Hall wanted to know if Brown believed the British people had ‘the right to know if our world had been contacted by alien civilisations’.
Hall’s letter was passed to the MoD who responded with their standard line. Their interest in UFOs was restricted to their ‘defence significance’. While they did not investigate every comment made about UFOs in the media they had begun a programme to release 160 of their files on the subject.
Other than what had appeared in the media, they had ‘no knowledge’ of the substance of Mitchell’s claims. Hall found this difficult to believe:
‘Either they already know and don’t want to tell us, or they are mind bogglingly naïve and do not want to find out’.
But if UFOs really had landed and the US government had possession of alien cadavers since 1947, was it really conceivable that its closest ally, Britain, would be kept in complete ignorance of this fact?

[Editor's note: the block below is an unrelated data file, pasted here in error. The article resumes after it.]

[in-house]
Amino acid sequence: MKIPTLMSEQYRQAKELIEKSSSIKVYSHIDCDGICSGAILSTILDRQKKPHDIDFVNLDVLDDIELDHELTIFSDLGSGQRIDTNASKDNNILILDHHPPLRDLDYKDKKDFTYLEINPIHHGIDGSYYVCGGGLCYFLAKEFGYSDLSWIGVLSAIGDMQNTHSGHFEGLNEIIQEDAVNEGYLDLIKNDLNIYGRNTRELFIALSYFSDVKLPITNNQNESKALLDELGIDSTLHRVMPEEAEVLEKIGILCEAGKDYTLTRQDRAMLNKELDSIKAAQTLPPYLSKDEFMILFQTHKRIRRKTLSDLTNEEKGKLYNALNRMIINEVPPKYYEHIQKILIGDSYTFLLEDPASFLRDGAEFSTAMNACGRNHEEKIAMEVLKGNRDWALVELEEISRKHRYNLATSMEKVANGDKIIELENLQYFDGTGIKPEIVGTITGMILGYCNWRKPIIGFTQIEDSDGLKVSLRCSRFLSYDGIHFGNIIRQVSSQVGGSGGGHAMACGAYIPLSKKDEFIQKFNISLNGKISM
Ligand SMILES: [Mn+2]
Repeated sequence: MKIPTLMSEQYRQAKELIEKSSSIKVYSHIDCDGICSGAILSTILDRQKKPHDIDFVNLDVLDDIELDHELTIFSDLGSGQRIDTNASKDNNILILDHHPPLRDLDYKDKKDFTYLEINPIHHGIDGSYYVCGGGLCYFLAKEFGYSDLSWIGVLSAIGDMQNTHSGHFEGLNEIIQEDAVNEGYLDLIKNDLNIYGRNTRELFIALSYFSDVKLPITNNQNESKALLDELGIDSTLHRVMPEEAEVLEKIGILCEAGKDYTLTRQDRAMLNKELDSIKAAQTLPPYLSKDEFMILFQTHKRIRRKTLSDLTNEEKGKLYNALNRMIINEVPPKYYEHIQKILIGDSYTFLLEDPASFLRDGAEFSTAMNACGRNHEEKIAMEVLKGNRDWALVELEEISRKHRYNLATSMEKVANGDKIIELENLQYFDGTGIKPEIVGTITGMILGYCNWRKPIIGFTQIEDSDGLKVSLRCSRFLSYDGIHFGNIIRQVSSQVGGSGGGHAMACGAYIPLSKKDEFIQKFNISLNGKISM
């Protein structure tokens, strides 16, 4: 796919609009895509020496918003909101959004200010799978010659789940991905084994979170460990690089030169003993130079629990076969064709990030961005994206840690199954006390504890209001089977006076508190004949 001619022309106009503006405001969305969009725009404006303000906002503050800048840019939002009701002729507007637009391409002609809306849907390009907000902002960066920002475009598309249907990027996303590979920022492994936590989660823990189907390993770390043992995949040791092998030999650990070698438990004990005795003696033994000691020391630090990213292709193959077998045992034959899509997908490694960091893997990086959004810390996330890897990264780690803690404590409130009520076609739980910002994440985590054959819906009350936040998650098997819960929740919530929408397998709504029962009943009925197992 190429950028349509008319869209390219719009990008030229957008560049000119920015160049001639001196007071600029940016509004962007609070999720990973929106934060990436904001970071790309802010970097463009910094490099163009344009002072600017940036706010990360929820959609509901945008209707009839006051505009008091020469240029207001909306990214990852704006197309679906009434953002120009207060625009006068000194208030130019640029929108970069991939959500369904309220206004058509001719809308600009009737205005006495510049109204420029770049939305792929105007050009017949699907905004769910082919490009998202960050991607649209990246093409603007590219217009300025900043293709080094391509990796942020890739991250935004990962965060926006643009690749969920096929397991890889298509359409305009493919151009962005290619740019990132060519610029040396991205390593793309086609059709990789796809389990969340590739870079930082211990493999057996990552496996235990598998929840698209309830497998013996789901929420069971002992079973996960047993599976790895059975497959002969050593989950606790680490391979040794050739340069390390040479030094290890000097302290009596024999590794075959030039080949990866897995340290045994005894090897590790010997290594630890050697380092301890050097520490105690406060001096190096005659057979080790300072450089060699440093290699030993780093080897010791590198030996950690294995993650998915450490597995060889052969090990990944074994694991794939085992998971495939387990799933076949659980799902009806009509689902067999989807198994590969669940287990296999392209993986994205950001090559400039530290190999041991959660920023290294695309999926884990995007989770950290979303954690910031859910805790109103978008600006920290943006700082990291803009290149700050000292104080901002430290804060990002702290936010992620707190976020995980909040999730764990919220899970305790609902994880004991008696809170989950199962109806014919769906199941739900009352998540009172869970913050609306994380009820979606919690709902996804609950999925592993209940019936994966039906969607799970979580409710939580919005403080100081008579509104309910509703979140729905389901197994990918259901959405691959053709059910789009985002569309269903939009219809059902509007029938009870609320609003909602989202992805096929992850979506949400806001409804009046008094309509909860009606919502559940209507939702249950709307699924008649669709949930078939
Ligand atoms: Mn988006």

More to the point, how much credence should we give to Mitchell’s views?
A little fact-checking reveals that, of the 12 men who walked on the moon, he is the only astronaut to express belief in UFOs and extra-terrestrial life.
Since the 1970s he has been known as the ‘mystical astronaut’. During the voyage to the moon he conducted a private ESP experiment in which he tried to transmit information to participants on Earth.
On his return he underwent a mystical experience, an epiphany or feeling of oneness with the universe. Leaving NASA he founded a new age organisation called the Institute of Noetic Sciences (IONS), that supported research into a range of paranormal phenomena.
On this basis Mitchell is hardly an unlikely convert to the UFO myth and, more accurately, he fits the profile of someone more likely to believe in aliens. He grew up in town close to Roswell, New Mexico, and absorbed stories from ‘old timers’ who hard heard stories about the crash of a flying saucer in 1947.